It’s also the home of Sundays Organic Growers Association (SOGA), which started 14 years ago with four citrus farmers wanting to embrace a more natural way of doing things. They wanted to make a farm to table lifestyle their livelihood, however challenging that may be.

The organic farming industry can be a double-edged sword, says Lize Garrod from the SOGA Organic group. On one end, responsible consumers want to buy organic produce… but they still want to buy fruits that look and feel like their aesthetically-pleasing, conventionally-farmed relatives.

Hence, organic farming has a much higher percentage of sub-grade products, not suitable for export,” she says.

So, to minimise waste, the SOGA farmers put their heads together and came up with a solution to utilise their entire harvest in a manner that celebrated their produce.

In 2012, they erected their own juicing plant which now produces SA’s first and only certified organic citrus juices. The motto is to achieve the exact same product we used to squeeze from the oranges and lemons picked from our backyard trees to make Oupa’s lemon syrup.

Oupa Graham’s famous Lemon Syrup was first made by his father, Eugene S Whyte. The recipe was handed down to him when he took over the Hubbly Bubbly business in Cradock. Photo: Louzel Lombard Steyn

Which brings me back to farm to table living. Almost every South African farmstead comes standard with some sort of citrus orchard in the backyard (where farmers use all sorts of inventive methods to keep pests – children, monkeys and fruit flies – out). Even the smallest citrus harvest could generate income during the dry winter months. My mother-in-law used to sell 10kg bags of oranges from the back of her bakkie for R5 each. On a good day, she made an extra R500 from their one-hectare orchard, which produced tons of oranges every year!

Lemons ripening in an orchard in Kirkwood. Photo: Louzel Lombard Steyn

Like with the SOGA farmers, excess produce in a real farm to table setting is always managed in a way that optimised the product, despite its condition. Fruits not viable to be sold as is would be otherwise utilised, never wasted. Marmalade, for example, provides the perfect way to preserve the orange rinds and remains for consumption at the breakfast table right throughout the year. Juiced lemons are also of worth; doused in salt and pickled, these lemon ‘carcasses’ can still provide abundant flavour in Moroccan casseroles.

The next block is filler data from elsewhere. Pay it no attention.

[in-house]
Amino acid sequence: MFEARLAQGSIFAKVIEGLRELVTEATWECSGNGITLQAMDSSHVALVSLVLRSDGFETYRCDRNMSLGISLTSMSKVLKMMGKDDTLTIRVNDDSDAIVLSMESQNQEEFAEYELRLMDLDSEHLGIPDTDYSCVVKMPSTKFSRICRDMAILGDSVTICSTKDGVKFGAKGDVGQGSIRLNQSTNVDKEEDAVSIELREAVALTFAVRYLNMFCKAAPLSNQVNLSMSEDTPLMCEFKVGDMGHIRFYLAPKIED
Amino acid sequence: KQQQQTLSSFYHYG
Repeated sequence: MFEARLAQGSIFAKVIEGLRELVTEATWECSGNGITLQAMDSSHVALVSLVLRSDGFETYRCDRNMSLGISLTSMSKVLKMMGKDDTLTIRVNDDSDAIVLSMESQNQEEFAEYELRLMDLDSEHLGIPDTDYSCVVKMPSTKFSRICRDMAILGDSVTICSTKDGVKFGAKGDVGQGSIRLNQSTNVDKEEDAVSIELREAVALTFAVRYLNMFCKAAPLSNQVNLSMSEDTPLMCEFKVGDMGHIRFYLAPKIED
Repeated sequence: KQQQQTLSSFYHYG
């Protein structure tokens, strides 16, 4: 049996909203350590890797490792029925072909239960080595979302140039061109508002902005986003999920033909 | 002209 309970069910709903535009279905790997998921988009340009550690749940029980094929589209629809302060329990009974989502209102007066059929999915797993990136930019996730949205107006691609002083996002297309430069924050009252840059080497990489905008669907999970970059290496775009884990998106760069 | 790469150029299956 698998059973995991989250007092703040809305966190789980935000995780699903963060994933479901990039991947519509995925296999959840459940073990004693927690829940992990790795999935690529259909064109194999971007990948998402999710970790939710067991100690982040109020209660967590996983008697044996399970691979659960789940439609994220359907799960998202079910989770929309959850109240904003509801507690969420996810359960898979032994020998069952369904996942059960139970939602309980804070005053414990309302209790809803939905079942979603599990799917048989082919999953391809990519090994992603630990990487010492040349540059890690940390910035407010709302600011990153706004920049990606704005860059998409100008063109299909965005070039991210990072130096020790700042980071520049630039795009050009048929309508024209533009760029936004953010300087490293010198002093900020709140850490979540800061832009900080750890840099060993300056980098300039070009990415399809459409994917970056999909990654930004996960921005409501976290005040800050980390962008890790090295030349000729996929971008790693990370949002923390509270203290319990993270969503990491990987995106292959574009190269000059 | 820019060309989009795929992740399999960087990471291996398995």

In my family, the arrival of winter is announced annually with the baking of our beloved Lemon and Orange Cake, frosted with a lemon cream cheese icing. The recipe was handed down in Ouma Tok’s own writing. It requires the juice, rind and even pulp from lemons and oranges. And then more lemon juice and rind in the frosting… It’s a taste that still takes me back to winter afternoons when I snuck out of boarding school to visit Oupa and Ouma in their Cradock townhouse. A thick slide of lemon-orange cake and bottomless glasses of Oupa’s cordial would soothe any homesickness in an instant.

Lemons are versatile like that. And praise be if life just hands them to you.

Try your hand at this delightful…

Lemon-Orange cake

4 large egg yolks

1 ½ cup sugar

½ cup Lemon Juice

½ cup Orange Juice

½ cup Orange and Lemon pulp

Rind of 1 Lemon

Rind of 1 Orange

½ cup Oil

3 tsp Baking Powder

2 cups Flour, sifted

1 tsp Salt

Icing

½ cup Cream Cheese

125g butter

Juice and Rind of 1 Lemon

Rind of 1 Orange

3 cups Icing Sugar

Heat oven to 180°C. Grease two round cake tins. Beat together egg yolks and sugar until pale and fluffy. Mix rind, juice and pulp together and add to the egg mixture. While stirring the mixture, slowly add the oil.

Sift together flour, baking powder and salt and gently fold into the wet mixture. Whip egg whites to a soft peak and add to batter, folding in gently. Halve the mixture into the tins and bake for about 18 minutes until cooked through.

For the icing, mix together all ingredients until smooth and fluffy. Stack between layers and spread on top of the cooled cake. Decorate with more lemon and orange rind.

The cake gets better with time and is at its tastiest after about three days. DM